[update below] [2nd update below]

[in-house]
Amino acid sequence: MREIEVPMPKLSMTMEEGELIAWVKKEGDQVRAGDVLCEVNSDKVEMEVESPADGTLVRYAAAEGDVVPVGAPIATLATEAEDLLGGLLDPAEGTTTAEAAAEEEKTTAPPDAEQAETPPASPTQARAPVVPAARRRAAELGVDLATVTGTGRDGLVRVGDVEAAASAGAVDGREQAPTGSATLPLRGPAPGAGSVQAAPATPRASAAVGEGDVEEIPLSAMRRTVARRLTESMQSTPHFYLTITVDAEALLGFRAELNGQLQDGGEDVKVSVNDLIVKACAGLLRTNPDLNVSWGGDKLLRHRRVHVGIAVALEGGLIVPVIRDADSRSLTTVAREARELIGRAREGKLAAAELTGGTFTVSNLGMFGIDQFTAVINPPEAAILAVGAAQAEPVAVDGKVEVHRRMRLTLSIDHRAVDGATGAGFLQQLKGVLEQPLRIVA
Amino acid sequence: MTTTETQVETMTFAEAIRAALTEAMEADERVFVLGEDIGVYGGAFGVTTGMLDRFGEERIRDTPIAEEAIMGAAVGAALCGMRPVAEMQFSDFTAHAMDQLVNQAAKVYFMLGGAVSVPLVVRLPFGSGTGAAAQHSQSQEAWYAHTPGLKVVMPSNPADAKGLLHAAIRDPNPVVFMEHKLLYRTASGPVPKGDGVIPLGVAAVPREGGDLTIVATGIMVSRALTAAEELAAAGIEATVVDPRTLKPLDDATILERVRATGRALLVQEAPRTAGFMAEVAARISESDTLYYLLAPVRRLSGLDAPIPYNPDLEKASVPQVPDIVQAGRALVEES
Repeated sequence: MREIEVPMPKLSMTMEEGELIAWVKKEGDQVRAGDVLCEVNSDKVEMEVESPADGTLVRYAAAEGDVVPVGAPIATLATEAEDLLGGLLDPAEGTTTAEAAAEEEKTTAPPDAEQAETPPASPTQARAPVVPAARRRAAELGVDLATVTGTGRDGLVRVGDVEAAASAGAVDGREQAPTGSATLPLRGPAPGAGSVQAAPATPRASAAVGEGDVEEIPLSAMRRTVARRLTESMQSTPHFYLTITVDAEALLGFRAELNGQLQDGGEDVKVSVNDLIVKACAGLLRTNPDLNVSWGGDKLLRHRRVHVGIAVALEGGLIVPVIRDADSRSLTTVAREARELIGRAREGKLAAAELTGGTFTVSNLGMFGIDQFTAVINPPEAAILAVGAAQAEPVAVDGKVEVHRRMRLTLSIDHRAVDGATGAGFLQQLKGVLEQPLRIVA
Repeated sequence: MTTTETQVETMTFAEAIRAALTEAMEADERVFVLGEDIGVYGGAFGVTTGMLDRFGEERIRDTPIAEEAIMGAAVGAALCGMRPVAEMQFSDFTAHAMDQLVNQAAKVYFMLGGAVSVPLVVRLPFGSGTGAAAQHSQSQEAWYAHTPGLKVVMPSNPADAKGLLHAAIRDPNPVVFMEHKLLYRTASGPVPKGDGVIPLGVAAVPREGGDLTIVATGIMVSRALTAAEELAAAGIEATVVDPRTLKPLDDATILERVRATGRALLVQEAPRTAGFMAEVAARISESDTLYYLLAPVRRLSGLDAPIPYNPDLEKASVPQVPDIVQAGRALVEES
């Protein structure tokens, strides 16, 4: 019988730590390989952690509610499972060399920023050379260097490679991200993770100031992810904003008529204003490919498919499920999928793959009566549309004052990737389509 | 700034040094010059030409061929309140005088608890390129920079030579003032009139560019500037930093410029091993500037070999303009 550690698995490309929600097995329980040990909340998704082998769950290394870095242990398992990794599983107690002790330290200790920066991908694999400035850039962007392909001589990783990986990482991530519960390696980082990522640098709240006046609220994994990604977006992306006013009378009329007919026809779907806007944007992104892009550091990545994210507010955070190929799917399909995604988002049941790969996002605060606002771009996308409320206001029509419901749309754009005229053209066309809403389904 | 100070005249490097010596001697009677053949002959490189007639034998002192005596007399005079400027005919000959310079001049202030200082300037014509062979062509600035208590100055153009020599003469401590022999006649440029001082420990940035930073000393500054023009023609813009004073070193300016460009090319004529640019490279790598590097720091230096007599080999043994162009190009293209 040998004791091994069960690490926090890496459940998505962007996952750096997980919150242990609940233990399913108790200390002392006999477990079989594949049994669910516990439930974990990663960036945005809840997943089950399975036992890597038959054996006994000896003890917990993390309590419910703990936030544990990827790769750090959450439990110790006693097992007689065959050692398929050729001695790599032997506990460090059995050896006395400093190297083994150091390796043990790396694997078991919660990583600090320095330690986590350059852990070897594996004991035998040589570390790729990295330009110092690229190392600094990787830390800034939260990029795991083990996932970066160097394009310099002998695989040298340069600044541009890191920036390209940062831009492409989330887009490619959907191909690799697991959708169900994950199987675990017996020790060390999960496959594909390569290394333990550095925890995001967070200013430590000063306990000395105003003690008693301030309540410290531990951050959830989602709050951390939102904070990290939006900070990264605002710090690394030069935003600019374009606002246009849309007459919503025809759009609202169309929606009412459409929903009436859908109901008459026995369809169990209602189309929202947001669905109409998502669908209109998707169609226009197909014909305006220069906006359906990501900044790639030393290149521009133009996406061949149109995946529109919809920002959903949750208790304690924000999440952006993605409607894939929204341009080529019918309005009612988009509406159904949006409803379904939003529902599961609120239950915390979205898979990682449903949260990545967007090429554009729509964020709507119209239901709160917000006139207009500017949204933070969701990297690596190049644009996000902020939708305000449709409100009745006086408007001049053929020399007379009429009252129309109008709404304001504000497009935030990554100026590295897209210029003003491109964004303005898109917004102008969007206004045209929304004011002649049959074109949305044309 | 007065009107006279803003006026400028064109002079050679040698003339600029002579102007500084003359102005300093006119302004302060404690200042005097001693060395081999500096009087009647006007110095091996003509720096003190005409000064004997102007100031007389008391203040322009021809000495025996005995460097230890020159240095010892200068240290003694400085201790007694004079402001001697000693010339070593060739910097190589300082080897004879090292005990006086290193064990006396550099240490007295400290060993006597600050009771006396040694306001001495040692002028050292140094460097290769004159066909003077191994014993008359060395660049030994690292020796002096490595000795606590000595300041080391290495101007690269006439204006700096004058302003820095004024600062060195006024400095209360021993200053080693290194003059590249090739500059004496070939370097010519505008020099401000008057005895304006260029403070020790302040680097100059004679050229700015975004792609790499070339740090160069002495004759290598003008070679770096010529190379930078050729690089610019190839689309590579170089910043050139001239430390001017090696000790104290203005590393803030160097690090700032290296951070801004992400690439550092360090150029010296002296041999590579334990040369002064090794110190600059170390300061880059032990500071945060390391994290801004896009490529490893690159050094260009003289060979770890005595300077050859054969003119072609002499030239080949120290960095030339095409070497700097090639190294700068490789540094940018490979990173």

I originally wrote this as an update to my previous post but am posting it separately. There was somewhat of a contradiction in my argument on Hillary and Trump—which I was well aware of while writing it and that the zealous Hillary-hater I quoted in the first paragraph indeed picked up on, expressing it in a comment on social media—which was my asserting that there is no way Donald Trump can possibly be elected president, period, but then going on to argue that Hillary would be the stronger candidate against him than Bernie. Well, if Trump’s a sure-fire loser, then it stands to reason, one may retort, that Bernie would also beat him handily, no? To push this further, one could argue that any Democratic candidate this November would beat any Republican, as in a high turnout election—i.e. high for America, meaning some 60% of the eligible electorate (≈140 million voters) going to the polls—which is almost certain this year, the Democrat will win, period, and which lucid conservatives understand; on this, see writer-pundit Mark Steyn’s analysis of the GOP’s predicament in presidential elections, “The Math and the Map.”